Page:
A Call to Action
Women, Religion, Violence, and PowerBook - 2014
President Carter was encouraged to write this book by a wide coalition of leaders of all faiths. His urgent report covers a system of discrimination that extends to every nation. Women are deprived of equal opportunity in wealthier nations and "owned" by men in others, forced to suffer servitude, child marriage, and genital cutting. The most vulnerable, along with their children, are trapped in war and violence.
A Call to Action addresses the suffering inflicted upon women by a false interpretation of carefully selected religious texts and a growing tolerance of violence and warfare. Key verses are often omitted or quoted out of context by male religious leaders to exalt the status of men and exclude women. And in nations that accept or even glorify violence, this perceived inequality becomes the basis for abuse. President Carter and his wife, Rosalynn, have visited 145 countries, and The Carter Center has had active projects in more than half of them. Around the world, they have seen inequality rising rapidly with each passing decade. This is true in both rich and poor countries, and among the citizens within them.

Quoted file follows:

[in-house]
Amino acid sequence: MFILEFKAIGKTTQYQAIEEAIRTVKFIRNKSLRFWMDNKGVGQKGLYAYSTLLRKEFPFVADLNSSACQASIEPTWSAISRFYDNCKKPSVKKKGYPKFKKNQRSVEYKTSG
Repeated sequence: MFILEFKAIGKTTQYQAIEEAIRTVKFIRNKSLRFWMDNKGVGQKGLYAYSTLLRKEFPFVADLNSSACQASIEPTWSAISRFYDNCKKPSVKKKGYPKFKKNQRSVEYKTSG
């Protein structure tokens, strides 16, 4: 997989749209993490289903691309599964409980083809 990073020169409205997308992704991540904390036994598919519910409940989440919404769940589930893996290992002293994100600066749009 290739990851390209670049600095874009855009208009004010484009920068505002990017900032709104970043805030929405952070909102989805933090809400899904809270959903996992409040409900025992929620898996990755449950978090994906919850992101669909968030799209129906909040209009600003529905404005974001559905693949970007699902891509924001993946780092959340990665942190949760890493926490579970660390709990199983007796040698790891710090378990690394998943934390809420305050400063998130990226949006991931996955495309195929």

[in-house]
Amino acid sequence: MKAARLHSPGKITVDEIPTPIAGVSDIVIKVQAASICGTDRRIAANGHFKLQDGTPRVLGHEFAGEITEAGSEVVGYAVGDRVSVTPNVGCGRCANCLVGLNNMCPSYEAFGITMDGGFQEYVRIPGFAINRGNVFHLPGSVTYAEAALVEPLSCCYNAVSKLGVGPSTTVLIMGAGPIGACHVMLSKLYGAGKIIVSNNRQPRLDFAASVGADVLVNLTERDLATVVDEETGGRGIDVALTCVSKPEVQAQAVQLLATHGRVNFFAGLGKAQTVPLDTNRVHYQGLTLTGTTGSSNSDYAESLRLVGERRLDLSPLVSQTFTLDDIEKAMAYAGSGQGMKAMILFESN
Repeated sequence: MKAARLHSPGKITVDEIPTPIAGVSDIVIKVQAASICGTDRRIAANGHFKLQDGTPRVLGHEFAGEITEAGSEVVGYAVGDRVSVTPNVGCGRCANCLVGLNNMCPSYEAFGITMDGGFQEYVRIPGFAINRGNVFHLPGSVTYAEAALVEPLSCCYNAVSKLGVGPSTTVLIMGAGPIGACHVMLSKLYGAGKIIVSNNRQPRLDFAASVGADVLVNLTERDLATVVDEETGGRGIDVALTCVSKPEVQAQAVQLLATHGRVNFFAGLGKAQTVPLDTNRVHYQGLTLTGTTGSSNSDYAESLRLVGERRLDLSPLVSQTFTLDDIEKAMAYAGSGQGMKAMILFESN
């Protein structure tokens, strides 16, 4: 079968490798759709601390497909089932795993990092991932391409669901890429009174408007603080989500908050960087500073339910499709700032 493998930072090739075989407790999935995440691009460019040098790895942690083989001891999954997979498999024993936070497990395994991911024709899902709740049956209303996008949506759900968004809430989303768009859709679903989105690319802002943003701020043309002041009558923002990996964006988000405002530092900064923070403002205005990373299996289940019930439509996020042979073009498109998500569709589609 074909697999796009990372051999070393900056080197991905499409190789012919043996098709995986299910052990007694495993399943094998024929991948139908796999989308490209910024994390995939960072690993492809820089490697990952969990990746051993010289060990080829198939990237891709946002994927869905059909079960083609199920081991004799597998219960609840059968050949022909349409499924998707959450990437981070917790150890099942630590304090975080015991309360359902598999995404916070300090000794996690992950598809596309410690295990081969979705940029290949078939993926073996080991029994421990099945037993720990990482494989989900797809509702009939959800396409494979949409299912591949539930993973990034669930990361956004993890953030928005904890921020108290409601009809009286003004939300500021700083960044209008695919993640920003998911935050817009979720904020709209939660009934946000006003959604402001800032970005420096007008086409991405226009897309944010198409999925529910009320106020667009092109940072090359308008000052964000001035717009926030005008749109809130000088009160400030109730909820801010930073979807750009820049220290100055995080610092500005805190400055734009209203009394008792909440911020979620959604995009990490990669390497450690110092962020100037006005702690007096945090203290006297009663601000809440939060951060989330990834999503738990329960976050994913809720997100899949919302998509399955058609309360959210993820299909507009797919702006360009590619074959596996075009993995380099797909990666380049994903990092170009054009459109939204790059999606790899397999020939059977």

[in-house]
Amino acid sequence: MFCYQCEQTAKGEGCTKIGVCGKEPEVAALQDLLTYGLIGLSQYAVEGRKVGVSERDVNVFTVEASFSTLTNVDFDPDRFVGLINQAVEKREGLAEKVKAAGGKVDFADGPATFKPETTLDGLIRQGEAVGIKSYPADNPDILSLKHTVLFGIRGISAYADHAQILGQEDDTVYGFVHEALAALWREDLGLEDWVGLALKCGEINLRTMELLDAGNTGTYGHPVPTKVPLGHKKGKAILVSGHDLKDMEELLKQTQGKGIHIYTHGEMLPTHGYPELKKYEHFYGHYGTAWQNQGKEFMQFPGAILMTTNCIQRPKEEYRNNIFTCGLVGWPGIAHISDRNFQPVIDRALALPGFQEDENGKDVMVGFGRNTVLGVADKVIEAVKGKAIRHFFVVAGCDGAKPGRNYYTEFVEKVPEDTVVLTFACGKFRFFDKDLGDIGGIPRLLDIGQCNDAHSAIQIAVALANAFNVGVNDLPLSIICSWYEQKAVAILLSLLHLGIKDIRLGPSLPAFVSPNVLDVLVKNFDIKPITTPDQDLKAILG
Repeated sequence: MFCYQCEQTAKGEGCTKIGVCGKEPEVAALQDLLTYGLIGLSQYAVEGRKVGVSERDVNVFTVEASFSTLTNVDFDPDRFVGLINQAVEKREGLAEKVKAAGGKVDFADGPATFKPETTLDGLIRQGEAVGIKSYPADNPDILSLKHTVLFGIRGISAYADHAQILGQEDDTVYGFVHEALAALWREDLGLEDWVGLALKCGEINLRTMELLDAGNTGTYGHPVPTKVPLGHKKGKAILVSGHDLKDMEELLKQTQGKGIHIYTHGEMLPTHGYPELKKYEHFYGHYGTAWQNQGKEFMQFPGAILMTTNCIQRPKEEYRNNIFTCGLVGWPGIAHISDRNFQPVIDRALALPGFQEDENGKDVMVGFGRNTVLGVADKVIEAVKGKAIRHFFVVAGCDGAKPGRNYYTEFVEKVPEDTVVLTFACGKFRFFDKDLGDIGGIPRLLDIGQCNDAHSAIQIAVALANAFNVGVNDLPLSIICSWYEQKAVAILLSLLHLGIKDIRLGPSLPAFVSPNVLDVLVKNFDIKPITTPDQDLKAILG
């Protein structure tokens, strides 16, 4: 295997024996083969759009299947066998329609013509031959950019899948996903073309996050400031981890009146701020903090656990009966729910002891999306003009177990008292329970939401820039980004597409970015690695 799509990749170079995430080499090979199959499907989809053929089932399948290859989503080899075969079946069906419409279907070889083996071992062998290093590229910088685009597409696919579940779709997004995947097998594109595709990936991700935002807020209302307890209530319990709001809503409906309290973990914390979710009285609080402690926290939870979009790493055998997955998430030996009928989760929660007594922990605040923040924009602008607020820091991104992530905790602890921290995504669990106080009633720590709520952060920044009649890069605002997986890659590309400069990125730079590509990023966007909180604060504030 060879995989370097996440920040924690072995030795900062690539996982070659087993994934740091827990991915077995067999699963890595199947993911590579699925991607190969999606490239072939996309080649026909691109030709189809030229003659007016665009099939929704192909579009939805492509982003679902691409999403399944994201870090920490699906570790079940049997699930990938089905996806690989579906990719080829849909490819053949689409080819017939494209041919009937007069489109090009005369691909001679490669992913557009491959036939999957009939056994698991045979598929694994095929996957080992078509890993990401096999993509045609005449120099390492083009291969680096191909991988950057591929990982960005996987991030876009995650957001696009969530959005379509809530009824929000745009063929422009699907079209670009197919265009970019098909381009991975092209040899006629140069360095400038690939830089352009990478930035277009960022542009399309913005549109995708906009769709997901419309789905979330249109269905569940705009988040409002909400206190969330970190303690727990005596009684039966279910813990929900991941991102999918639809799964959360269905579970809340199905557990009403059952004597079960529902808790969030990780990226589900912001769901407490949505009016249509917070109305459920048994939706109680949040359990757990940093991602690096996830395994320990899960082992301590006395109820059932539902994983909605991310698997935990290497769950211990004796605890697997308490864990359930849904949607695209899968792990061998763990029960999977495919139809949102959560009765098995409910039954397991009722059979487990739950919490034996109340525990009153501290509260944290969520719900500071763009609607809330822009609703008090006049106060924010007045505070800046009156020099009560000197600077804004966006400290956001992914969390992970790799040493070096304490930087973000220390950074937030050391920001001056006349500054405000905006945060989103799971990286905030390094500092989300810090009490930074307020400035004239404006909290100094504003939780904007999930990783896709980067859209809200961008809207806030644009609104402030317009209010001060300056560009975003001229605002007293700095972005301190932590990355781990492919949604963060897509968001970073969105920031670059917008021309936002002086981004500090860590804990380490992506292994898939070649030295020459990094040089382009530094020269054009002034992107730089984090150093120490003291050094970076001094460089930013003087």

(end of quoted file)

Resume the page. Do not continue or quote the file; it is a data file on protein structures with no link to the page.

Carter draws upon his own experiences and the testimony of courageous women from all regions and all major religions to demonstrate that women around the world, more than half of all human beings, are being denied equal rights. This is an informed and passionate charge about a devastating effect on economic prosperity and unconscionable human suffering. It affects us all.
From the critics
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"It is interesting to note that an overwhelming majority of citizens in the world's three largest democracies have different religions: India (81 percent Hindu), the United States (76 percent Christian), and Indonesia (87 percent Muslim). Two of them have elected women as leaders of their government."
"We who are more privileged are not deliberately perpetuating our status at the expense of others, but we rarely wish to confront or be involved in the problem."
"The relegation of women to an inferior or circumscribed status by many religious leaders is one of the primary reasons for the promotion and perpetuation of sexual abuse. If potential male exploiters of women are led to believe that their victim is considered inferior or 'different' even by God, they can presume that it must be permissible to take advantage of their superior male status. It is crucial that devout believers abandon the premise that their faith mandates sexual discrimination."
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